Navajo Name: Gad biką'ígíí, “male juniper”,
Gad ni’eełii, “drooping juniper”
|Cupressaceae||Juniperus sp.||Juniperus L.|
Classification: 27 species in Juniperus
- Common Juniper, Juniperus communis,
- Utah Juniper, Juniperus osteosperma (Torr.) Little
- Rocky Mountain Juniper, Juniperus scopulorum
- Oneseed Juniper, Juniperus monosperma
According to the species account from USDA Forest Service Fire Effects Information System (FEIS), Utah juniper is a short tree that may live as long as 650 years (Loehle 1988). Utah junipers grow less than 26.4 feet (8 m) and are often as short as 9.9 to 14.85 feet (3-4.5 m), with a trunk 4 to 7.5 inches (10-30 cm) thick (Hitchcock and Cronquist 1973; Hickman 1993; Kearney et al. 1960; Ronco 1997). Sometimes the tree has multiple stems (Arnold 1964).
Utah juniper trees will grow in very stunted forms under severe site conditions. A 6-inch tree with a 24-inch (60 cm) taproot may be over 50 years old (Lanner 1983). They grow quite slowly, usually only about 0.05 inch (0.127 cm) in diameter per year (Gottfried 1992; Meeuwig and Bassett 1983).
Utah juniper's taproot extends deep into the soil (as far as 15 feet (4.5 m). Their lateral roots may extend up to 100 feet (30.3 m) from the tree, several inches below the soil surface. Most root biomass is within the first 3 feet (0.9 m) of soil, with fine roots concentrated in the uppermost 18 inches (46 cm) (Skau 1960) or just below the soil surface (Tiedemann 1987). Utah juniper responds to low nutrient levels in the soil by developing extensive networks of fine roots at the base of the tree and at the end of lateral roots. This rooting habit may explain, in part, the competitiveness of juniper with understory species (Kearney et al. 1960; Klopatek 1987). Junipers compete more efficiently for soil moisture than do herbaceous understory plants; therefore, over time, junipers are more likely to maintain a stable population, while understory plants decrease (Austin 1987; Everett et al. 1983; Springfield 1976). However it is interesting to note, a Utah study concluded that Utah junipers do not use soil moisture from summer precipitation and do not have active roots in shallow soils layers during the summer (Donovan 1994).
Utah juniper is the most common tree in the Great Basin and is widely distributed throughout the arid West (Hitchcock and Cronquist 1973; Lanner 1983). The tree occurs occasionally in southern Idaho, southern Montana, and western Wyoming, and is common in Colorado, Utah, Nevada, New Mexico, Arizona, and southeastern California. Utah juniper is the most common juniper species in Arizona (Arnold 1964).
Ceremonies: Blessing Way, Night Chant, Mountain Chant, War Chant, Enemy Way, Evil Way, "War Dance", Enemy Way, Western direction
- emetic in 5- and 9-night ceremonies. Used to make ceremonial items (Mayes and Lacy 1989:55)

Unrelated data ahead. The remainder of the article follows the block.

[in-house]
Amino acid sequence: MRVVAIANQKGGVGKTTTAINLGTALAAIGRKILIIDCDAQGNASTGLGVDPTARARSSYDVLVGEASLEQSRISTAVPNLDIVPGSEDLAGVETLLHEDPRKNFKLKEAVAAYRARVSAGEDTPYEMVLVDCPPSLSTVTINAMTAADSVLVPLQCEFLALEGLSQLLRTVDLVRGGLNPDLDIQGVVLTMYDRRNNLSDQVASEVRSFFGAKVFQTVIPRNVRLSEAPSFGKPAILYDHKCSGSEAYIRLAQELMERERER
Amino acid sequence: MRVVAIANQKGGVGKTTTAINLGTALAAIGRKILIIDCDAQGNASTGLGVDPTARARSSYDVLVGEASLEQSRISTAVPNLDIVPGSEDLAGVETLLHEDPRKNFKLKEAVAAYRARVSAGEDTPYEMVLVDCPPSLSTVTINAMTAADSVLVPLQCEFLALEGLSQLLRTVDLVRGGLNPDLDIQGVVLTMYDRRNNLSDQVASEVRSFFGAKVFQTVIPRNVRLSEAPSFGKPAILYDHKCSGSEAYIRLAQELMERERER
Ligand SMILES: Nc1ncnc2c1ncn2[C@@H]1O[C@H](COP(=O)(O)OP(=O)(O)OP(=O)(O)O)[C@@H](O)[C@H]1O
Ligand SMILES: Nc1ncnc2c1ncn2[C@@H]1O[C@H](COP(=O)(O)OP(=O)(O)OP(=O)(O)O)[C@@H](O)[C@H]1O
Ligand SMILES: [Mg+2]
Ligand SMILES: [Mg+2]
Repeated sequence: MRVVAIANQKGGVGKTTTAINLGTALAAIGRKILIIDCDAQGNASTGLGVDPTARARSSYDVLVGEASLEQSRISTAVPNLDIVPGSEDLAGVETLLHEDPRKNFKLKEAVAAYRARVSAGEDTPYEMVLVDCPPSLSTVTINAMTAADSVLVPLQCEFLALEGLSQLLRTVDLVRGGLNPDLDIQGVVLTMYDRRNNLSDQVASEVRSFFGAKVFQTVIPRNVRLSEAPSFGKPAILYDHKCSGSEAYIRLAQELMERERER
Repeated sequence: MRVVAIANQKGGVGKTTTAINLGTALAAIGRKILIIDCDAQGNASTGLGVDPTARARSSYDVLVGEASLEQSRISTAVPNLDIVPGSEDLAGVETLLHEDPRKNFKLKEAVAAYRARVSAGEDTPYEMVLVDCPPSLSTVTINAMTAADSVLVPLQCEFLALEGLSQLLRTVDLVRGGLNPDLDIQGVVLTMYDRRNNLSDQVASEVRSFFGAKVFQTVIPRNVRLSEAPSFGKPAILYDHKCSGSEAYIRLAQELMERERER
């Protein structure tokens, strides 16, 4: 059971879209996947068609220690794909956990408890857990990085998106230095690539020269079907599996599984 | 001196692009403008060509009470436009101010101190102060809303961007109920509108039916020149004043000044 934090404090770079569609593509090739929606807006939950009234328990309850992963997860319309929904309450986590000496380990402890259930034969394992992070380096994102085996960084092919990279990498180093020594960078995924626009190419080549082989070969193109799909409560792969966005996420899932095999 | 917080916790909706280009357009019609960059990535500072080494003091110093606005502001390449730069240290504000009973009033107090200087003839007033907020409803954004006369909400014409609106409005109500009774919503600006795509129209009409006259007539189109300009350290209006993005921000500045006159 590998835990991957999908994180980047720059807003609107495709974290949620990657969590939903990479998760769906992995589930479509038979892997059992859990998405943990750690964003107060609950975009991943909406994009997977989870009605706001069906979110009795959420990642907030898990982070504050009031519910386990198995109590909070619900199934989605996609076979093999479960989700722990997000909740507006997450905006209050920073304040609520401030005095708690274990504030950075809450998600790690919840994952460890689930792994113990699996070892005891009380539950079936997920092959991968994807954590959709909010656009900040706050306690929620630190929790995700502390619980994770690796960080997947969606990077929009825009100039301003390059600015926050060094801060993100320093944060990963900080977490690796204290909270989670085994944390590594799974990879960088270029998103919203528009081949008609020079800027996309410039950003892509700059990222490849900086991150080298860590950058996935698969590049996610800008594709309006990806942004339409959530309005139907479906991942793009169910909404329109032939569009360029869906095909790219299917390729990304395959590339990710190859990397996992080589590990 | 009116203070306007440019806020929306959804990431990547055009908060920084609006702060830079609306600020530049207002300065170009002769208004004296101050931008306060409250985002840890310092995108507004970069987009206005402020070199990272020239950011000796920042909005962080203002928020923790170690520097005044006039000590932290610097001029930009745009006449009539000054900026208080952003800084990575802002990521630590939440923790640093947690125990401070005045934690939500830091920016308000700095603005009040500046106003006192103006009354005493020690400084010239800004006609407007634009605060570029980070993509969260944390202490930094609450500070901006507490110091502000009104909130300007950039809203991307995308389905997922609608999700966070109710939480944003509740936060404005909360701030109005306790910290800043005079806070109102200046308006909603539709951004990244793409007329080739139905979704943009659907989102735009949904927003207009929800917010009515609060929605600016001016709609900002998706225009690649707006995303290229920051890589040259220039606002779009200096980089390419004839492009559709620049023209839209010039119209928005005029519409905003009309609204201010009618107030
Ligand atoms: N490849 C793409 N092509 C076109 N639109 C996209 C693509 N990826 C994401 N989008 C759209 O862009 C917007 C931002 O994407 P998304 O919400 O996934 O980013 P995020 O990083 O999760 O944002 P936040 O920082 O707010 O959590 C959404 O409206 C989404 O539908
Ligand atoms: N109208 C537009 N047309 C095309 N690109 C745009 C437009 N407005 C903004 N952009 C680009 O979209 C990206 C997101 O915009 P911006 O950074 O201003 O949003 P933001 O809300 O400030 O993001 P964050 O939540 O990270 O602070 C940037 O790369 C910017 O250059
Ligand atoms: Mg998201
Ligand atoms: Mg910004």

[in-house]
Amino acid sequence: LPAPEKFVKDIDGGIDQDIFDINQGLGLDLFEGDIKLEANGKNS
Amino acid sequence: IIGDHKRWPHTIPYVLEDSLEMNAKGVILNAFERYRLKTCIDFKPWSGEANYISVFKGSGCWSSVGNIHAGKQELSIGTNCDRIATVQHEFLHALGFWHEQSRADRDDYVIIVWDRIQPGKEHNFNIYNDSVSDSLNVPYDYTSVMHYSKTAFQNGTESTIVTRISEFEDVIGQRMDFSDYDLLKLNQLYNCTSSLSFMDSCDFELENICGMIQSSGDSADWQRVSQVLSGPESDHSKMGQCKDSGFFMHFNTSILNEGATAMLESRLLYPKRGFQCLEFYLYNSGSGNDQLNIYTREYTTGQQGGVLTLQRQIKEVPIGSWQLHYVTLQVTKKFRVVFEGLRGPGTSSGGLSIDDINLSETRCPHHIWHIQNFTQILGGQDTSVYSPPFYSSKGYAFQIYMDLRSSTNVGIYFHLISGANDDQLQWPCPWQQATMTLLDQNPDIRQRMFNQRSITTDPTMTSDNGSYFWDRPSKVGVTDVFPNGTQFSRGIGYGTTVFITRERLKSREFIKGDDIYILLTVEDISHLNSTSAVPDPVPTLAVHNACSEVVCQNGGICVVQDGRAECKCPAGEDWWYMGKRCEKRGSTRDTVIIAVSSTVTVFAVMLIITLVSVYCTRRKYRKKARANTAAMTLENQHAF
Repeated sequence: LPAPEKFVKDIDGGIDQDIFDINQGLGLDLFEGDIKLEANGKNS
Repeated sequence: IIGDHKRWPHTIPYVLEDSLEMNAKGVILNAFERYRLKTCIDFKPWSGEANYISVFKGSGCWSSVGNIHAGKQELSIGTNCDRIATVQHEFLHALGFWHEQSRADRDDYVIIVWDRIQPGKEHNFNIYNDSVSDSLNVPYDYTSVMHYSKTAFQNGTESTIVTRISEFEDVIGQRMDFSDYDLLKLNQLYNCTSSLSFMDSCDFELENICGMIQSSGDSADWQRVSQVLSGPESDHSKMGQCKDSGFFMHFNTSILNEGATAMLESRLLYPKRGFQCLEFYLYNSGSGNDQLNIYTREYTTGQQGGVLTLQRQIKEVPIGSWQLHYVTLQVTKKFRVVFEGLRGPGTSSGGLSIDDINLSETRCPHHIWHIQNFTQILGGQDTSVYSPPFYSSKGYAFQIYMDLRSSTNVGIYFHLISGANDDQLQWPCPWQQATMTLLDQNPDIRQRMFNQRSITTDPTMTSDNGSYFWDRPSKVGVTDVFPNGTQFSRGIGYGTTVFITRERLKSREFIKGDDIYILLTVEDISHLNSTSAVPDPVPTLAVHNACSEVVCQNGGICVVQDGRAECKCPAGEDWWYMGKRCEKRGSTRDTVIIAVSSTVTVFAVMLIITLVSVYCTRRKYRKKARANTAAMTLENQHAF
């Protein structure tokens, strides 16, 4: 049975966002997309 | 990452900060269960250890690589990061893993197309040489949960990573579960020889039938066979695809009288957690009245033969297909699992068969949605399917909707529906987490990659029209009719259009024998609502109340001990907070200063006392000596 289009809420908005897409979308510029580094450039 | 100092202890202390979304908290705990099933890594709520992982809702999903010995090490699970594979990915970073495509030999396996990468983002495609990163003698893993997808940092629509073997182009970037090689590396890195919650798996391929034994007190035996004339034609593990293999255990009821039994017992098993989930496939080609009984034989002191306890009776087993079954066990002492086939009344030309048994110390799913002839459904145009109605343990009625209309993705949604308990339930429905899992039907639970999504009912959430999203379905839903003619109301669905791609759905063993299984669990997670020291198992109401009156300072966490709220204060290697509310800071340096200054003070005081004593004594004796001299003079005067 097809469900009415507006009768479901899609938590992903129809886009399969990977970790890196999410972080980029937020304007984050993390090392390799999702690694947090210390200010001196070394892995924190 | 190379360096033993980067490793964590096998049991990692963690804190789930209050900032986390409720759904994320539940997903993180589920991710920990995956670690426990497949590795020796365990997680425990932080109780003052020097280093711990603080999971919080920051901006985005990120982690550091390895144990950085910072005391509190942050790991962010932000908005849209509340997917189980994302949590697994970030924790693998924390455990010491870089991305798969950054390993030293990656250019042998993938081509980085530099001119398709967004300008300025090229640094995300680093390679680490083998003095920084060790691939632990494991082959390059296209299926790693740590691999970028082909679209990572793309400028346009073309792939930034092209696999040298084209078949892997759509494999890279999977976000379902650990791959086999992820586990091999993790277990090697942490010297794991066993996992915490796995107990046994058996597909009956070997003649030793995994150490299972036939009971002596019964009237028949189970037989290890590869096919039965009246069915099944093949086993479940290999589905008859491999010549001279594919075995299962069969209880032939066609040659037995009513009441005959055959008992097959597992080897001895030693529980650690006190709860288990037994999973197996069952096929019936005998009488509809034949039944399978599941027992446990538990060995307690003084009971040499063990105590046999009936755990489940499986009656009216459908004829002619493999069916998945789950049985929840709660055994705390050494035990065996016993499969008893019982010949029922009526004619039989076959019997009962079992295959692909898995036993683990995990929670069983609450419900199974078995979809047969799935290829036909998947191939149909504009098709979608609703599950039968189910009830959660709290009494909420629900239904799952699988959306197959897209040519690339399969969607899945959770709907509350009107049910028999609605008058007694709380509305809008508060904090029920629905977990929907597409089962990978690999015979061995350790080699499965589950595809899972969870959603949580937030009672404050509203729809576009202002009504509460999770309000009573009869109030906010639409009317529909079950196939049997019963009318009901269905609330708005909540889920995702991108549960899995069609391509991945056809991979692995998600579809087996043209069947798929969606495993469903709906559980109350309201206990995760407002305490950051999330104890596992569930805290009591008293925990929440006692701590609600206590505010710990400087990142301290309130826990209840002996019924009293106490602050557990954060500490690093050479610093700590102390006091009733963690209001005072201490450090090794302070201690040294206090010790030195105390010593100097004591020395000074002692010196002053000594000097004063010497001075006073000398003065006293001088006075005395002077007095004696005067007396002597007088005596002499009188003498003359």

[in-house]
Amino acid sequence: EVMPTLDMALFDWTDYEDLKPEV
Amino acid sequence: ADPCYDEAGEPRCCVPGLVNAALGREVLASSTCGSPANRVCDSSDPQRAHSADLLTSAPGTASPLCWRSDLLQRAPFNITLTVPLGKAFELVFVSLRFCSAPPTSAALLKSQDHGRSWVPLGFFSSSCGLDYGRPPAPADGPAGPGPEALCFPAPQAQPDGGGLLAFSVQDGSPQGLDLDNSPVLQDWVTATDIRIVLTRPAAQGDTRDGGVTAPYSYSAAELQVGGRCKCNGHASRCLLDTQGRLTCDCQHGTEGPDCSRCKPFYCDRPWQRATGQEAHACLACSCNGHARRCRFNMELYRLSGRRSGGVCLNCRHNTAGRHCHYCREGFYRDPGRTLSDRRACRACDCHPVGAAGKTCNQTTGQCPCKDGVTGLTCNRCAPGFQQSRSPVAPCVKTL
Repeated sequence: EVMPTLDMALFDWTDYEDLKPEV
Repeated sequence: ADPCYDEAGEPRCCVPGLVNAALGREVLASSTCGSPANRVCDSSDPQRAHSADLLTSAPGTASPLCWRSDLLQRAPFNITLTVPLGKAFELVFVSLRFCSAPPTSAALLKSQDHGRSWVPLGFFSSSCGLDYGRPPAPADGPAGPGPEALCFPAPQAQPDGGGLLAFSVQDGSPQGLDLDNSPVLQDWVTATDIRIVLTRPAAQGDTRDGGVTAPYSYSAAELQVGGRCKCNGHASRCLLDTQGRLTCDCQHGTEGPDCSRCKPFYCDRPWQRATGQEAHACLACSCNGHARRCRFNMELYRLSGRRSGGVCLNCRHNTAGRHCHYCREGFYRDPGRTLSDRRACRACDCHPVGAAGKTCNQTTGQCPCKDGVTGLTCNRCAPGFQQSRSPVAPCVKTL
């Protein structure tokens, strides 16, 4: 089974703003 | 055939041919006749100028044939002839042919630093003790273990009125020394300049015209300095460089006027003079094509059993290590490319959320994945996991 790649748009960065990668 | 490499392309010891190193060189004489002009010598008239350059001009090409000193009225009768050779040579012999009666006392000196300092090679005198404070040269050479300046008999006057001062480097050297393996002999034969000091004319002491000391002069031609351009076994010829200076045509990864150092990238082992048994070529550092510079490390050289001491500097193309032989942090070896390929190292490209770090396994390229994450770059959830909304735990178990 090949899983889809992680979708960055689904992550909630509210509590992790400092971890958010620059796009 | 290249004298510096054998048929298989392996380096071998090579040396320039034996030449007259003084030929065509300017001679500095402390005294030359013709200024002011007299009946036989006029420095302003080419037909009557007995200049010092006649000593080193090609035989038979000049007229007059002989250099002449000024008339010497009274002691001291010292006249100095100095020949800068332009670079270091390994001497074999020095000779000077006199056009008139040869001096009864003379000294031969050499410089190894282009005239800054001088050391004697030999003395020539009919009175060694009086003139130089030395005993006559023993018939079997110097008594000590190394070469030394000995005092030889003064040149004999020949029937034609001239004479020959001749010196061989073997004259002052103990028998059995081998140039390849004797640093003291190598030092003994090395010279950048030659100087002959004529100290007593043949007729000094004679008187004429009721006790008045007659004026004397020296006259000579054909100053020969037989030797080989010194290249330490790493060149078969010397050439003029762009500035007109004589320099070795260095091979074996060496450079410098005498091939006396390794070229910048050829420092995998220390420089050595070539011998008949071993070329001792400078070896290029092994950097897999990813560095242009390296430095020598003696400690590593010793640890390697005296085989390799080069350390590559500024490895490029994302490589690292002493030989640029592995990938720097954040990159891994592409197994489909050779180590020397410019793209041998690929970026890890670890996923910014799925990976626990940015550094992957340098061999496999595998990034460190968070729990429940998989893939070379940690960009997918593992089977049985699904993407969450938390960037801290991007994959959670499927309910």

- Juniper bark used for tray to hold powders for sand painting. The charcoal is ground and used for black in sand paintings. Twig dipped in a bowl, then touched to Whirling Logs picture in Night Chant (Elmore 1944:18);
- bark for tinder for Night Chant fire from lightning-struck juniper tree (Elmore 1944:17)
- juniper carried by dancers in Mountain Chant Fire Dance (Elmore 1944:18).
- Branches mashed with Pinus needles, mixed in water, and applied to War Chant patients (Franciscan Fathers 1929:371).
- Branches are made into wand for war dance (Elmore 1944:20).
- Scale leaf is chewed, then spat out for good luck (Franciscan Fathers 1929:497). (Elmore 1944:18). Wood made into prayer sticks (Elmore 1944:18; Franciscan Fathers 1929:396).
- Night Chant fire drill made from lightning-struck juniper tree (Elmore 1944:17). Wood used to make prayer sticks for the western direction (Elmore 1944:20).
- One-seed Juniper is used as an Enemy Way medicine, Evil Way hoops (Wyman and Harris 1941:73-74),
- branches are carried in War Dance, tied with Chrysothamnus or Gutierrezia (Elmore 1944:19),
- sharpened stick used for scratching during the Enemy Way ceremony (Wyman and Harris 1941:74).
- One-seed juniper wood made into prayer sticks (Elmore 1944:19).
- Rocky mountain juniper, used as an Enemy Way medicine (Wyman and Harris 1941:74),
- branches pounded, then mixed with water taken internally for War Dance medicine (Elmore 1944:20)
- Virginia Juniper is made into wand for war dance (Elmore 1944:20)
- Rocky mountain juniper, used for medicine and ceremonial equipment in the Blessing Way, Evil Way and other ceremonials (Mayes and Lacy 1989:55)
- Juniper mixed with other plants and rubbed into the head to treat dandruff (Franciscan Fathers 1929:112)
- juniper, Rocky mountain berry rubbed into the scalp with a grass to remove dandruff (Elmore 1944:20)
- Several authors indicate that juniper (common) tea taken to treat pain after childbirth (Wyman and Harris 1941:62; Lynch 1986:22; Bailey 1940:290)
- juniper berry boiled, then liquid drunk to treat influenza (Elmore 1944:18)
- juniper,(one-seed and common) decoction drunk as an emetic (Wyman and Harris 1941:58)
- juniper, Utah berry (fruit) eaten to treat headache (Hocking 1956:152)
- formerly mashed and eaten with mush (Bailey 1940:287)
- juniper berry (fruit) eaten raw or roasted, "ground into a meal and mixed with bread dough" (Lynch 1986:22)
- juniper scale leaf ashes used in making breads and cornmeal mush (Lynch 1986:22)
- juniper, one-seed inner bark chewed for juice, eaten during food shortage (Castetter 1935:32; Elmore 1944:19)
- juniper, one-seed berry (fruit) eaten in fall and winter (Elmore 1944:19)
- used for firewood (Bailey1940:273; Elmore1944:18-19)
- made into charcoal for smithing (Franciscan Fathers1929:274)
- Bailey 1940:273, 287, 290
- Castetter 1935:32
- Elmore 1944:17-20
- Franciscan Fathers 1929: 112, 274, 396, 497
- Hocking 1956:152
- Lynch 1986:22
- Mayes and Lacy 1989:55
- Wyman and Harris 1941:58, 62, 74